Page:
MIAMI (AP) — A contrite Pat Riley revealed Saturday that he blames himself for Dwyane Wade’s decision to leave the Miami Heat, adding that he wishes he could have done more to keep the three-time champion.
Riley, the Heat’s president, said if he had the chance, he would have handled Wade’s free agency differently. Wade signed a $47 million, two-year deal with the Chicago Bulls earlier this month, leaving Miami without its franchise leader in several categories and sparking a rebuilding project for a franchise that was in the NBA Finals just two years ago.
“I didn’t make it happen. Dwyane left and so the buck really stops here,” Riley said. “I’m not trying to fall on the sword for anybody. I have great regret that I didn’t put myself in the middle of it and immerse myself totally in the middle of it, get in a canoe and paddle to the Mediterranean if I had to.”
Riley wasn’t in New York when the Heat last met with Wade on July 6, only a few hours before the 12-time NBA All-Star announced that he was picking Chicago. That last meeting was handled by Heat managing general partner Micky Arison and CEO Nick Arison, and in that session, the team’s offer of a $40 million, two-year deal was raised slightly — though not to the level of what Chicago was able to pay.
Riley said he believes Wade’s decision wasn’t fueled by money, but rather something else.
“That is where we both failed … I more than he, because he’s the asset, he’s the star, he’s the face of the franchise,” Riley said. “I should have done everything that I could have verbally in trying to change his mindset to mine, a big picture, a better picture, or one that I thought would help him.”
Whether that would have worked is unknown, and irrelevant now anyway. Wade went home to Chicago, and for the Heat it’s now time for the aftermath that follows whenever there’s a superstar-level goodbye. Riley has been through it plenty of times before in Miami, whether it was Alonzo Mourning or LeBron James or Shaquille O’Neal or Brian Grant or Eddie Jones.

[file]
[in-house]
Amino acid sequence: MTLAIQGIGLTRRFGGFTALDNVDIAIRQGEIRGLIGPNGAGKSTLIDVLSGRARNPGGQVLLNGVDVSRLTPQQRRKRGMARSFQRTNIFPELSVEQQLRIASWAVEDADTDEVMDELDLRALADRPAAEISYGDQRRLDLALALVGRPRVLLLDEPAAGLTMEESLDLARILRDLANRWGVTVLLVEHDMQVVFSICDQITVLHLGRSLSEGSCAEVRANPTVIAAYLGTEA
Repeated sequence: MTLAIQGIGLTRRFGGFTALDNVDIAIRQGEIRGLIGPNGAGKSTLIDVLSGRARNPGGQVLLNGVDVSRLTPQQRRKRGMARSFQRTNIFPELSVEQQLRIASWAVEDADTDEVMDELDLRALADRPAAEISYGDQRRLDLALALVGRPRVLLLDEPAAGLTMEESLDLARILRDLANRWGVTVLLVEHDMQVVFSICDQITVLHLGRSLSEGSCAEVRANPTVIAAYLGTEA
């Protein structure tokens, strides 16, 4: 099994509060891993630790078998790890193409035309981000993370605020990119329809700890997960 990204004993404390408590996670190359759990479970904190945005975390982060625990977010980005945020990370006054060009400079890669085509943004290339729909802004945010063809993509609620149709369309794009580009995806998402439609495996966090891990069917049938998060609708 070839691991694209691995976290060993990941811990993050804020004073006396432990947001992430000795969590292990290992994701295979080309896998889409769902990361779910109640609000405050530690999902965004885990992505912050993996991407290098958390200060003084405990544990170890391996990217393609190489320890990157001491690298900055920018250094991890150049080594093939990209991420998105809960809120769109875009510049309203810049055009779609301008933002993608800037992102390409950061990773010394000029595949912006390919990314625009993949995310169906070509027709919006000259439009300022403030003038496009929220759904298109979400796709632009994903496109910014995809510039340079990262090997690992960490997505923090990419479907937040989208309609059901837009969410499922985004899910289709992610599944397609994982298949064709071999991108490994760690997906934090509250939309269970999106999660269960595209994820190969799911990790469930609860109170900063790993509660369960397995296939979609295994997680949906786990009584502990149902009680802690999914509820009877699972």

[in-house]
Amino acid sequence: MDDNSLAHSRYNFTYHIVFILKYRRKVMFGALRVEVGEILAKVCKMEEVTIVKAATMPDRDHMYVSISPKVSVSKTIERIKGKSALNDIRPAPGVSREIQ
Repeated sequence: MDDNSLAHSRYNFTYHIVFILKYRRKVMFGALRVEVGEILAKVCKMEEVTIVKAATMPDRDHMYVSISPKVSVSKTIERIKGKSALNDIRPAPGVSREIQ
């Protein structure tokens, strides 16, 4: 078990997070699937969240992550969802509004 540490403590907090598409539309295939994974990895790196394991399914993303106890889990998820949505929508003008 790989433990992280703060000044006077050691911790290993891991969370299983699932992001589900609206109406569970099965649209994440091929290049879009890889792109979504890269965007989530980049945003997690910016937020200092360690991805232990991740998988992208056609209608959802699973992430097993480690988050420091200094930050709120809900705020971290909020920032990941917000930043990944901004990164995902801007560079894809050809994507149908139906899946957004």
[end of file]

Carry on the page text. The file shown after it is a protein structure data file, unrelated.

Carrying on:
This, Riley said, is different.
“We’ve had a tough summer,” he said.
Riley said he hasn’t spoken with Wade since he decided to leave the Heat. Riley has been working on an email to send Wade at some point, and he expects that when they see each other again, a warm embrace will be involved. Wade indicated the same when he spoke in Miami on July 9, not hiding that there were some hurt feelings but insisting that he will not speak ill of his experiences with Riley.
“My thoughts were always to try to make the team better and at the same time try to make sure that Dwyane, over the course of the three, four, five years that he had left in his career, that he was going to get his money,” Riley said. “He would get it — but not at the expense of paralyzing our ability to win. If there’s anything I could have done better, I would have done it. But right now, there’s no do-overs in this thing.”
Riley spoke for nearly an hour, addressing both the past and the future. The Heat still don’t know if Chris Bosh — whose last two seasons were cut short at the All-Star break by the formation of blood clots — will be able to play again. Bosh is working out and has told the team he intends to play, but that’s hardly a guarantee he will actually be cleared and ready when training camp starts in late September.
The Heat have been unable to give detailed updates on Bosh’s medical status since February. Riley said he can envision a number of scenarios eventually being considered, including ones where Bosh may have a lesser workload in terms of the rigors of travel.
Before any of that, though, Bosh needs to be cleared and deemed able to play.
“It’s a positive environment right now with Chris,” Riley said. “I think his doctors and our doctors are constantly, or moreso now than ever, communicating. I know what Chris wants. I know he wants to play. And obviously we would be open to that, but this is still a very fluid situation.”
So now the Heat move on with a young core.
Hassan Whiteside signed for four years and $98 million, Justise Winslow is targeted as a starting small forward and Miami believes it turned the No. 40 pick in last year’s draft, guard Josh Richardson, into an absolute steal. Riley thinks the Heat can compete for a playoff spot, though that will largely hinge on Bosh’s status.
“One of the only things you can count on in life that’s permanent — it’s one of my favorite sayings — is change,” Riley said. “And when change raises its beautiful or ugly face, you’ve got to deal with it. You’ve got to adapt and move on.”
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